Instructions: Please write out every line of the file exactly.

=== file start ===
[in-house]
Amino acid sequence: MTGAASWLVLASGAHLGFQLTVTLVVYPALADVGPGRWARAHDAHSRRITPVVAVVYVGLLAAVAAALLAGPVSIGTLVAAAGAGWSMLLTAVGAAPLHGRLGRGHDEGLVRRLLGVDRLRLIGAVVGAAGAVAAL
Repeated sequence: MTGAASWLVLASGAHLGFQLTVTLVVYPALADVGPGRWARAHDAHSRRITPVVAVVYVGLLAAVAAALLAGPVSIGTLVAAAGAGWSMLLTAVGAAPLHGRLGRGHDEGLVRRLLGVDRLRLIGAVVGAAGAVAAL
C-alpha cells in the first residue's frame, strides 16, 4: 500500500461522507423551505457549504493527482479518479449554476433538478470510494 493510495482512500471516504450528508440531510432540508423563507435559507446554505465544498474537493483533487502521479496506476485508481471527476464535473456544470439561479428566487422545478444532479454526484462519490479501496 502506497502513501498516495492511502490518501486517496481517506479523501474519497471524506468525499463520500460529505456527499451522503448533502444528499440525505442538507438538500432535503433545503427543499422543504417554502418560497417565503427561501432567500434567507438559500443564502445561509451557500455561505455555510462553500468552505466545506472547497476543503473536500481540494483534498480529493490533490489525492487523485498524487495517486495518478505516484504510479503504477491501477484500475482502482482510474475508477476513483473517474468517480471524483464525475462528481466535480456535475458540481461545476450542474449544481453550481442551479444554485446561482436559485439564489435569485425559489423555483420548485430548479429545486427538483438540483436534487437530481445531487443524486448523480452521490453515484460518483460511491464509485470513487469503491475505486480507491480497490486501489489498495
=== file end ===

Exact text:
[in-house]
Amino acid sequence: MTGAASWLVLASGAHLGFQLTVTLVVYPALADVGPGRWARAHDAHSRRITPVVAVVYVGLLAAVAAALLAGPVSIGTLVAAAGAGWSMLLTAVGAAPLHGRLGRGHDEGLVRRLLGVDRLRLIGAVVGAAGAVAAL
Repeated sequence: MTGAASWLVLASGAHLGFQLTVTLVVYPALADVGPGRWARAHDAHSRRITPVVAVVYVGLLAAVAAALLAGPVSIGTLVAAAGAGWSMLLTAVGAAPLHGRLGRGHDEGLVRRLLGVDRLRLIGAVVGAAGAVAAL
C-alpha cells in the first residue's frame, strides 16, 4: 500500500461522507423551505457549504493527482479518479449554476433538478470510494 493510495482512500471516504450528508440531510432540508423563507435559507446554505465544498474537493483533487502521479496506476485508481471527476464535473456544470439561479428566487422545478444532479454526484462519490479501496 502506497502513501498516495492511502490518501486517496481517506479523501474519497471524506468525499463520500460529505456527499451522503448533502444528499440525505442538507438538500432535503433545503427543499422543504417554502418560497417565503427561501432567500434567507438559500443564502445561509451557500455561505455555510462553500468552505466545506472547497476543503473536500481540494483534498480529493490533490489525492487523485498524487495517486495518478505516484504510479503504477491501477484500475482502482482510474475508477476513483473517474468517480471524483464525475462528481466535480456535475458540481461545476450542474449544481453550481442551479444554485446561482436559485439564489435569485425559489423555483420548485430548479429545486427538483438540483436534487437530481445531487443524486448523480452521490453515484460518483460511491464509485470513487469503491475505486480507491480497490486501489489498495